It would be best if you can schedule some time to discuss all this with your vet. The choice to use Lydodren was almost certainly made in good faith based on your vet's experiences with this disease and this medication. The outcome was scary for you and it was probably scary for your vet, too. I'm pretty sure your vet will remember this and inform future clients about the risk of Addison's disease when using Lysodren. I know that I have sometimes had to deal with a bad outcome prior to really understanding the risk of a treatment and properly conveying that to my clients.

Mike Richards, DVM 1/15/2001

Cushing's disease - early treatment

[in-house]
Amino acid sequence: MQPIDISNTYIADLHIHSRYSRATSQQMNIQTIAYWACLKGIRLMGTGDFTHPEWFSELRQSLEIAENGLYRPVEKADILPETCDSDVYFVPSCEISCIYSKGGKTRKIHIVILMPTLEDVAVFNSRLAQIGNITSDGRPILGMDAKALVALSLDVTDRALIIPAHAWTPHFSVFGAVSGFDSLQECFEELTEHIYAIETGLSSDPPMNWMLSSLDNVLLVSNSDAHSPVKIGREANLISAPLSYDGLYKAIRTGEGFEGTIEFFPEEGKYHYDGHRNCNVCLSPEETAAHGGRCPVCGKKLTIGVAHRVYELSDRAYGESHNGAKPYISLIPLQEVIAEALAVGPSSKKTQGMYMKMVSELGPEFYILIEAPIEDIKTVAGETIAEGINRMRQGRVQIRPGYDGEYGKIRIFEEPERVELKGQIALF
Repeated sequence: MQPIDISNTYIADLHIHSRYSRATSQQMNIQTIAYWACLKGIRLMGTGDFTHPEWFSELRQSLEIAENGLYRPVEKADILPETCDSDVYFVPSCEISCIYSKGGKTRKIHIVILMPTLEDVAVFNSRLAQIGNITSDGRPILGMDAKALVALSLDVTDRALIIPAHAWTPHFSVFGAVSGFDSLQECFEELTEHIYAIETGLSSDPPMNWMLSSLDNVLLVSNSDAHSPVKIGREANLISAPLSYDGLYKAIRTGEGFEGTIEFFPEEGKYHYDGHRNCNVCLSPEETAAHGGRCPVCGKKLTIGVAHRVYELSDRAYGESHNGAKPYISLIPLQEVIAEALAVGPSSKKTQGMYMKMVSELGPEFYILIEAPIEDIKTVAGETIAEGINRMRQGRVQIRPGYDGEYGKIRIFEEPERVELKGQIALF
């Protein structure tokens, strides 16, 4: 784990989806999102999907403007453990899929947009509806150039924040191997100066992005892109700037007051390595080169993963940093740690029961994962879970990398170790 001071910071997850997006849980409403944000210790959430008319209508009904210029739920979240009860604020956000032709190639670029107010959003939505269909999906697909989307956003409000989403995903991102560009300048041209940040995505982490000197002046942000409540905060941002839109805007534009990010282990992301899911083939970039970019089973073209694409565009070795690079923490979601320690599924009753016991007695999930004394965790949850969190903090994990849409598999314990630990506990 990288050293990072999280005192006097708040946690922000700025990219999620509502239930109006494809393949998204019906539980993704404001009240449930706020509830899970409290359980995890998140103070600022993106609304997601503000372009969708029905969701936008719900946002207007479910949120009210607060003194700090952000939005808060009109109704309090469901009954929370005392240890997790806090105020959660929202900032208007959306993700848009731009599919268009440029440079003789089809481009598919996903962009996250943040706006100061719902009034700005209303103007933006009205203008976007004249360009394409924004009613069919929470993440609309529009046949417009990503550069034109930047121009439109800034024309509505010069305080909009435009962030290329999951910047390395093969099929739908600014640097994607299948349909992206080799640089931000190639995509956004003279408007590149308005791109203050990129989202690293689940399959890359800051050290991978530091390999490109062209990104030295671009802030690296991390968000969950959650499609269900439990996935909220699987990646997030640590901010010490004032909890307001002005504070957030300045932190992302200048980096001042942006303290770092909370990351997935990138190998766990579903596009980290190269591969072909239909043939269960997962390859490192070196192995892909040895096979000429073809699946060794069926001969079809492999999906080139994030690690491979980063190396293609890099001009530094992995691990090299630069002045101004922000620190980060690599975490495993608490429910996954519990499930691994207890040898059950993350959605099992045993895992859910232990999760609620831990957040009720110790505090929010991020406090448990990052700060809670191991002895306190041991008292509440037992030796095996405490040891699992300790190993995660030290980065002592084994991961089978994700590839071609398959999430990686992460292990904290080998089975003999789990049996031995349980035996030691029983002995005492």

Question: Dr.Richards, Thank you so much for having this great resource for our animals. My question is about cushings disease. My mixed breed smaller collie like dog (36 lbs)y, originally from the shelter, so I really do not know his age but probably around 12 years. I have had him for 10 years. He was panting a lot so my vet did some tests: chest Xray which was not outstanding, but alk phos was 700, so she did an ACTH which was elevated then a high dose dexamethasone suppression test which showed he has pituitary dependent cushings. The vet is great and is recommending lysodren treatment. My question is the only symptom he has now is panting otherwise he is healthy and happy (if he gets a car ride each day). I know this treatment may make him sick. Would it be OK to wait until he has more symptoms? My vet has not used anipryl but said she would reach it and let me know. What is your advice on that also? I appreciate your time. Gail